Imam Bara


Popularly known as 'Baradari', 10 yards of south of 'Qadam Shareef', was built by Ishrat Ali Khan in 1223 A.H. (1808-09 A.D.). Ishrat Ali Khan was an employee of Mughal emperor Akbar Shah Sani. Akbar Shah Sani was the son of Shah Alam II and Nawab Qudsiya Begum Zamani and the father of last Mughal Emperor Bahadur Shah Zafar. An inscription in three sentences, on a marble slab fixed on the left side of the arch at S.E. corner of the Imam Bara describes the history. It reads as-

Translation "(1) At the court of the emperor of both the words, Ali, the king of heroes and the friend of God" (2) By order of the renowned king Akbar, when Ishrat Ali Khan adorned the place. (3) I enquired of the Sayyed the year of its foundation and he wrote 'Nazir' built it, 1223 A.H. (1808-09 A.D.)"

It clearly establishes that Akbar Shah Sani belonged to ‘Shia' faith and had a firm belief in 'Qadam shareef'. He had ordered to build this structure, which was built next to 'Qadam Shareef'.

This masonry building measuring 54' by 43' contains three verandas divided by columnar arcades and with a set of three rooms on each wing. It is covered with a flat roof. It has five arched doorways facing north, two in the east, and three in south and one towards west. It has 14 stairs in the west for terrace. The terrace has three arches in the west, which is a clear sign that the terrace was used as a mosque. It had four minarets on each corner, which do not exist now.

Imam Bara was refurbished by Sayyed Wazir Ali Nawab in 1302 A.H. (1884-85 A.D.). An inscription on the right hand side of the same arch refers to its repair and reads as-

Translation:.........

Bashiruddin Ahmad Dehlvi in his book ‘Waqiyaat e Darul Hukumat, Delhi', (vol. 3) writes, that Syyed Wazir Ali Nawab is the same person who repaired 'Dargah Panja Shareef', ‘Imambara' and a mosque built by Syed Agha Haider Raza in Kashmiri  Gate, Delhi. These three properties still exist in Kashmiri Gate and are in very good condition.

In 1227 A.H. (1812 A. D.) Ishrat Ali Khan died and was buried in the centre of the hall of this 'Imam Bara'. An inscription on the middle arch of the central hall reads as-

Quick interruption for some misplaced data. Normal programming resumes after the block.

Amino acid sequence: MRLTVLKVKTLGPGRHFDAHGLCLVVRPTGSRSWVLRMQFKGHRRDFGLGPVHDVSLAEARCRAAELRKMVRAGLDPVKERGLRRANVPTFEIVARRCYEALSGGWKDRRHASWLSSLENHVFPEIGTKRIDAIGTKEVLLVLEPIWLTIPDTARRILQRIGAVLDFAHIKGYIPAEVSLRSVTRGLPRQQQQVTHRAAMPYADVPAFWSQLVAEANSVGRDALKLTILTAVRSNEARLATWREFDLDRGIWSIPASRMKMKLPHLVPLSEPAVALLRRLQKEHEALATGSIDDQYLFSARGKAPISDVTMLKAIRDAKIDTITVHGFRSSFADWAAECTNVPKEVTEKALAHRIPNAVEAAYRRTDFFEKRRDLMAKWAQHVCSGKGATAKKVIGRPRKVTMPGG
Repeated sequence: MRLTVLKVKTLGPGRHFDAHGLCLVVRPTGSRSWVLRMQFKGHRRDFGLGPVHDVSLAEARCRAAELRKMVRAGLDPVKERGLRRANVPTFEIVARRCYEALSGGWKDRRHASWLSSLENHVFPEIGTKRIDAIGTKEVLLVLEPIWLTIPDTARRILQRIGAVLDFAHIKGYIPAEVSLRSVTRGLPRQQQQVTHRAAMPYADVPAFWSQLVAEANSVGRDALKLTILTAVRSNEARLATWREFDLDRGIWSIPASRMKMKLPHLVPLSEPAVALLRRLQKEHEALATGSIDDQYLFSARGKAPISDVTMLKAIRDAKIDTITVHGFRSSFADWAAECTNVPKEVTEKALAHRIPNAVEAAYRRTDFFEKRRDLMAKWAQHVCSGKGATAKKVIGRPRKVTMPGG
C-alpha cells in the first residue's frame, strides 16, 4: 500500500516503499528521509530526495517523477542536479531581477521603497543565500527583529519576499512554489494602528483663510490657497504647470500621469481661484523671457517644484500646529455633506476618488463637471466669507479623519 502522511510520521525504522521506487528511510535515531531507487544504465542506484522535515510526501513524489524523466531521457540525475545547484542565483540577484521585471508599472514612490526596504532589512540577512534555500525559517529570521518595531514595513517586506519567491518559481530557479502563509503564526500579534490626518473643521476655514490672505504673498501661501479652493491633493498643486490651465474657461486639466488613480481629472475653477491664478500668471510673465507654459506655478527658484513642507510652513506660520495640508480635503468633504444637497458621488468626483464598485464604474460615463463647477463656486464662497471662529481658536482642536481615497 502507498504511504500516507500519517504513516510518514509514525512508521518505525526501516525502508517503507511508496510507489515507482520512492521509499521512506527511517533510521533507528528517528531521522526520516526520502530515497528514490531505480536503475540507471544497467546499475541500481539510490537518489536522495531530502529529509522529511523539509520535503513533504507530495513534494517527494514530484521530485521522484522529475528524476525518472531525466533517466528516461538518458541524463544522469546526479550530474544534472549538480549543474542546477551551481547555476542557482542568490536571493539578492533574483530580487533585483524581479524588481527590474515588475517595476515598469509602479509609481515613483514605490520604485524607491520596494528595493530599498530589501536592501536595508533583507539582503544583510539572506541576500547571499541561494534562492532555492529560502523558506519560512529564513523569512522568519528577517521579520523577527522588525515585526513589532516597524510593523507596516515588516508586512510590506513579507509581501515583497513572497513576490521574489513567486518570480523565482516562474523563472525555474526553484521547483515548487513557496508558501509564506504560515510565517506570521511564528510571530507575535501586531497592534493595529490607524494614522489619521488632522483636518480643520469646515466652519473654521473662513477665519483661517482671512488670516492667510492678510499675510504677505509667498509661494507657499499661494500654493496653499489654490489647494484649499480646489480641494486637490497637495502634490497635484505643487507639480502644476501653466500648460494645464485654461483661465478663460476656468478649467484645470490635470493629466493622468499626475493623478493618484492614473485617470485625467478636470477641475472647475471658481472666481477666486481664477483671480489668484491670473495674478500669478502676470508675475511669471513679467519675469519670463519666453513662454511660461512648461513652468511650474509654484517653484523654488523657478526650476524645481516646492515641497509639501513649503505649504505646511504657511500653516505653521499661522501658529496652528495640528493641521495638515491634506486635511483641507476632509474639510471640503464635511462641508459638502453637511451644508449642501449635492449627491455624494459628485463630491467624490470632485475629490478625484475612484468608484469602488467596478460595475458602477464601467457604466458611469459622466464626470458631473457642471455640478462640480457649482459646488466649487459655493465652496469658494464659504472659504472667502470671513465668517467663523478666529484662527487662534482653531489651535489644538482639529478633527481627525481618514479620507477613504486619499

Translation "(1) When Ishrat, who is one of the slaves of the emperor Ali, succeeded in kissing the foot of Ali (as).  Sayyed indulge in reflection, and he wrote the year, 'God gave Ishrat (the honor of) kissing the foot of Ali (as)."

Later many people from Royal Family and the 'Khadims of Dargah Shah-e-Mardan were buried inside the 'Imam Bara'. A large number of small inscripted stones set in the arches or pillars of the hall  or in the side rooms can be seen inside.

However currently Imam Bara is in very good and modern conditions. Regular majalis (religious lecture) are being organized in this historic building.

 

 

 

References:-

Monuments of Delhi, compiled by Maulvi Zaffar Hassan, Vol.1 (2008 A.D.) Originally Published in 1916 A.D.

Fall of the Mughal Empire by Jadunath Sarkar, Vol. 1 (4th Edition, 1991) Originally Published in 1932.

Aasar-us-Sanadeed by Sir Sayyed Ahmad Khan, (2014 A.D.) Originally Published in 1847 A.D.

Waaqiyaat-e-Darul Hukumat by Bashiruudin Ahmad Dehlvi, Vol. 3, Published in 1919 A.D.

Dilli ki Dargah Shah-e-Mardan by Dr. Khaliq Anjum, Published in 1988 A.D.

Archaeological survey of  India (ASI) reports.

National Archives of India, New Delhi.

British Council Library, New Delhi.

Encyclopaedia Britannica.

 



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Featured Views

Charles Mills on Hazrat Ali

(1788 - 1826)  Leading historical writer of his time.

q       “As the chief of the family of Hashem and as the cousin and son-in-law of him whom the Arabians respected …, it is apparently wonderful that Ali was not raised to the Caliphate immediately on the death of Mohammad.  To the advantages of his birth and marriage was added the friendship of the Prophet.  The son of Abu Talib was one of the first converts to Islamism and Mohammad’s favourite appellation of his was the Aaron of a second Moses.  His talents as an orator, and his intrepidity as a warrior, were grateful to a nation in whose judgement courage was virtue and eloquence was wisdom.”

[An history of Muhammedanism, London, 1818, p. 89]